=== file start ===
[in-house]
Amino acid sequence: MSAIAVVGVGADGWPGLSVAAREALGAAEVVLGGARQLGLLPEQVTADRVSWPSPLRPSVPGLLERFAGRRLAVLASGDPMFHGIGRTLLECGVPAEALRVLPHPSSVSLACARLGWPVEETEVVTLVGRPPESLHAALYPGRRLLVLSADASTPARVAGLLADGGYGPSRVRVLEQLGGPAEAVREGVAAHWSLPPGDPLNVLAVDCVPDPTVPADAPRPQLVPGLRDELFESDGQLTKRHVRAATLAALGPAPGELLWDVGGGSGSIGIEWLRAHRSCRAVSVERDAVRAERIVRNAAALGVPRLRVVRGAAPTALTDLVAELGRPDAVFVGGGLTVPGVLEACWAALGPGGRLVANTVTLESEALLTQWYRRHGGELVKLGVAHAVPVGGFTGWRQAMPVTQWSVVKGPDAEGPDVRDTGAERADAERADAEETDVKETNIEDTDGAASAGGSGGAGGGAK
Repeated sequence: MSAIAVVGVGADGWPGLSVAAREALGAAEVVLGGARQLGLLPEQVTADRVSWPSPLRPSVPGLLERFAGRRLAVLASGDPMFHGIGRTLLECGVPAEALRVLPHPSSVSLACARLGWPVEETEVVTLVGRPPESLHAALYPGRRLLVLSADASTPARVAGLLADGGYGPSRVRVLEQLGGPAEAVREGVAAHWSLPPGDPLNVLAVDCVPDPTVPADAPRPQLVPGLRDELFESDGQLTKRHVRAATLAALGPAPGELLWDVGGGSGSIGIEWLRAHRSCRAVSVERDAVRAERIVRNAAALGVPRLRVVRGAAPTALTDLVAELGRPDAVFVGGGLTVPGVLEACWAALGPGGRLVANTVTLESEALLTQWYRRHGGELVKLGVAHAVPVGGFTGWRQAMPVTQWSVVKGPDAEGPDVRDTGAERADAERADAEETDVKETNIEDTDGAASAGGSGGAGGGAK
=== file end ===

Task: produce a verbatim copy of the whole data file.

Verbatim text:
[in-house]
Amino acid sequence: MSAIAVVGVGADGWPGLSVAAREALGAAEVVLGGARQLGLLPEQVTADRVSWPSPLRPSVPGLLERFAGRRLAVLASGDPMFHGIGRTLLECGVPAEALRVLPHPSSVSLACARLGWPVEETEVVTLVGRPPESLHAALYPGRRLLVLSADASTPARVAGLLADGGYGPSRVRVLEQLGGPAEAVREGVAAHWSLPPGDPLNVLAVDCVPDPTVPADAPRPQLVPGLRDELFESDGQLTKRHVRAATLAALGPAPGELLWDVGGGSGSIGIEWLRAHRSCRAVSVERDAVRAERIVRNAAALGVPRLRVVRGAAPTALTDLVAELGRPDAVFVGGGLTVPGVLEACWAALGPGGRLVANTVTLESEALLTQWYRRHGGELVKLGVAHAVPVGGFTGWRQAMPVTQWSVVKGPDAEGPDVRDTGAERADAERADAEETDVKETNIEDTDGAASAGGSGGAGGGAK
Repeated sequence: MSAIAVVGVGADGWPGLSVAAREALGAAEVVLGGARQLGLLPEQVTADRVSWPSPLRPSVPGLLERFAGRRLAVLASGDPMFHGIGRTLLECGVPAEALRVLPHPSSVSLACARLGWPVEETEVVTLVGRPPESLHAALYPGRRLLVLSADASTPARVAGLLADGGYGPSRVRVLEQLGGPAEAVREGVAAHWSLPPGDPLNVLAVDCVPDPTVPADAPRPQLVPGLRDELFESDGQLTKRHVRAATLAALGPAPGELLWDVGGGSGSIGIEWLRAHRSCRAVSVERDAVRAERIVRNAAALGVPRLRVVRGAAPTALTDLVAELGRPDAVFVGGGLTVPGVLEACWAALGPGGRLVANTVTLESEALLTQWYRRHGGELVKLGVAHAVPVGGFTGWRQAMPVTQWSVVKGPDAEGPDVRDTGAERADAERADAEETDVKETNIEDTDGAASAGGSGGAGGGAK